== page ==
Sympathy For A Devil: CNN’s Don Lemon Says He Felt ‘A Bit Sorry’ For Jerry Sandusky


During a CNN Newsroom segment on the “science” of pedophilia, anchor Don Lemon told guest contributor Dr. James Cantor that he felt a measure of sympathy for convicted child rapist Jerry Sandusky. “I know people are going to send me a lot of hate mail for this,” Lemon said. “I’ve never been one to take glee in anyone’s demise, and when I saw Jerry Sandusky walk out in handcuffs, I did kind of feel a bit sorry for him, even though the jury found him to do some horrific things, I was like ‘His life is over.'”

Before I continue, let me just say this: No, Jerry Sandusky’s life is not over. He faces up to 400 years in prison, and if there’s any justice, he’ll spend as many of those years as possible in gen pop, with people who know exactly what he did. F**k Jerry Sandusky.

But while Lemon is probably correct that he’ll receive hate mail over this, I hope he doesn’t. Lemon, himself, has revealed that he is a survivor of childhood sexual abuse, which shouldn’t disqualify him from reporting on the subject, but ought to be factored into the decision to blast him. A far greater likely contributor to Lemon’s misguided sympathy is guest Dr. James Cantor’s ill-founded declaration that “Pedophiles are born, not made.”

The segment was pegged to a CNN commentary in which Cantor talks about scientific studies of pedophilia, and urges increased emphasis on treatment to prevent child molestation. While he declares, on the air and at the beginning of his piece, that “One cannot choose to not be a pedophile,” the data he quotes doesn’t support that conclusion at all: (emphasis mine)

Pedophilic men have significantly less white matter, which is the connective tissue that is responsible for communication between different regions in the brain. Pedophiles perform more poorly on various tests of brain function, tend to be shorter in height and are three times more likely to be left-handed or ambidextrous (characteristics that are observable before birth). Although nonbiological features may yet turn up to be relevant, it is difficult, if not impossible, to explain the research findings without there being a strong role of biology.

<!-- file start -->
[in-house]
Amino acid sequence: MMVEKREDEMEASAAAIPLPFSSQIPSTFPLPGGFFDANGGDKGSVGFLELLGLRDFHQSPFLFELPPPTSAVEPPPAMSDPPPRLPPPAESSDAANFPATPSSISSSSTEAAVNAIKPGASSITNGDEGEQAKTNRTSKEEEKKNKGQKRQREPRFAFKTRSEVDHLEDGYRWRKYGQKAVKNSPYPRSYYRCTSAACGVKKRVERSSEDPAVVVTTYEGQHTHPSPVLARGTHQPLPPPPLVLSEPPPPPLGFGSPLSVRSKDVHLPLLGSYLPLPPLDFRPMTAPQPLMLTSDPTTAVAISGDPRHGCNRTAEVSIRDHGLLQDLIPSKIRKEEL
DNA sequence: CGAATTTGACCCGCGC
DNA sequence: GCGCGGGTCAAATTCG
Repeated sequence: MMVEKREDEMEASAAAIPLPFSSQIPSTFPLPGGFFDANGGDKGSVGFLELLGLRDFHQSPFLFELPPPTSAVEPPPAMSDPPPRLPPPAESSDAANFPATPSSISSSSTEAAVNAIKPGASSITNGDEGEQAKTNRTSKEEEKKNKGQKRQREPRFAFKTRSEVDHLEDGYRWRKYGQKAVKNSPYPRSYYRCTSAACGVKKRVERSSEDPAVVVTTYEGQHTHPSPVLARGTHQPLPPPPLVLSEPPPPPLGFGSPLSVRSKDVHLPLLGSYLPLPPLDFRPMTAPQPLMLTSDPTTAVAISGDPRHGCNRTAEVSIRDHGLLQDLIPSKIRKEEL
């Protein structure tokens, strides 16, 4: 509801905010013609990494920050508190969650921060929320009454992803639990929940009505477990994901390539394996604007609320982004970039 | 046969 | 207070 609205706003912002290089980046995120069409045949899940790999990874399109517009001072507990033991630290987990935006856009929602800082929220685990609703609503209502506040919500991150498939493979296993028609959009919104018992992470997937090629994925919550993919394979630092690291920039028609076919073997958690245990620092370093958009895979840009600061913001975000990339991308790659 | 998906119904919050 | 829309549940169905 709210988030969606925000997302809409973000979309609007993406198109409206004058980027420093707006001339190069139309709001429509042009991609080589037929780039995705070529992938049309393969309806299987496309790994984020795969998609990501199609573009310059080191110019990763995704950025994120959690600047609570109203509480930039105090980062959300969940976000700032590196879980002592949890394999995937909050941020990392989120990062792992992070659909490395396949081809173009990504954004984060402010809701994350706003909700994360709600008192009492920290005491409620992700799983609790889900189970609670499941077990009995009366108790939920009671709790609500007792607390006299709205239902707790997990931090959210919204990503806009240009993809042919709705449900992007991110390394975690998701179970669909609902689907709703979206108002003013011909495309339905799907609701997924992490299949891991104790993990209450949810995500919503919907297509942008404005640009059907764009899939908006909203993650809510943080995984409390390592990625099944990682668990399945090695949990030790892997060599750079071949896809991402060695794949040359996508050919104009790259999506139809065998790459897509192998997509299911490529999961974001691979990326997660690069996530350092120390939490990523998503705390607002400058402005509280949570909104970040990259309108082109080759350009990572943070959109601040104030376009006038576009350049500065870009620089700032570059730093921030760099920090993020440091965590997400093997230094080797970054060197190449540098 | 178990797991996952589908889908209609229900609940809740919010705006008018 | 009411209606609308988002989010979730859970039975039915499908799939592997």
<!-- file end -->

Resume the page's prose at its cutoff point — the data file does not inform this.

I’m not a scientist, but this looks to be heavy on correlation, and light on causation, and Cantor doesn’t see fit to mention that white matter deficiencies are also correlated to people with other, non-pedophiliac mental disorders. He also neglects to mention research linking pedophilia to brain injuries due to trauma or alcohol abuse.

Cantor’s evidence might seem compelling to a non-scientist, but all of these correlations mean absolutely zip in terms of diagnosing pedophilia. You can’t pick a bunch of short, left-handed, poor test-takers out of a crowd and haul them off for reconditioning. None of these studies control for unreported offenders.

This is where Cantor’s central point, that intercepting and treating pedophiles before they become child molesters, is undermined by his apparent ignorance of the extent to which child abuse, including child sexual abuse, goes unreported. Cantor writes:

Cases of child molestation that involve long strings of victims over the course of years illustrate what can happen when someone gives in to, or outright indulges, his sexual interests, regardless of its potential damage on others. It is those cases that dominate headlines and provoke revulsion toward pedophiles.

But they are rare. An untold number of cases merit sympathy.

How, exactly, do you determine that a crime that is under-reported by as much as 90% is “rare?”

During his interview with Lemon, he also refers to pedophiles who don’t act on their attraction as “Gold Star Pedophiles,” a disturbing way to frame what ought to be the default setting for human beings. Children aren’t capable of consensual sex (which we call “sex”), so there’s nothing “admirable” about resisting the urge to rape them.

Cantor does draw a very bright line, though, between pedophiles who haven’t acted on their urges, and predators like Jerry Sandusky. Asked if Sandusky deserved sympathy, Cantor told Lemon, “the people who actually engage in those behaviors, they need to be dealt with on the basis of what it is they did. There’s nothing in any research that some are not responsible for their behavior.”

“But the day before somebody becomes a child molester, they weren’t. It was in that day where they felt they had nowhere else to turn, nobody to unburden themselves to, when they felt the most desperate, that’s when they needed to go to a psychologist, but if they do go to a psychologist, that psychologist has to report them.”

That’s a bit of a Catch 22, because if you don’t report them, there’s a good chance they will go on to victimize children. There’s a high recidivism rate among pedophile sex offenders, and limited forms of treatment. Given the choice, it seems preferable to err on the side of protecting children, not pedophiles.

Here’s the clip, from CNN Newsroom:

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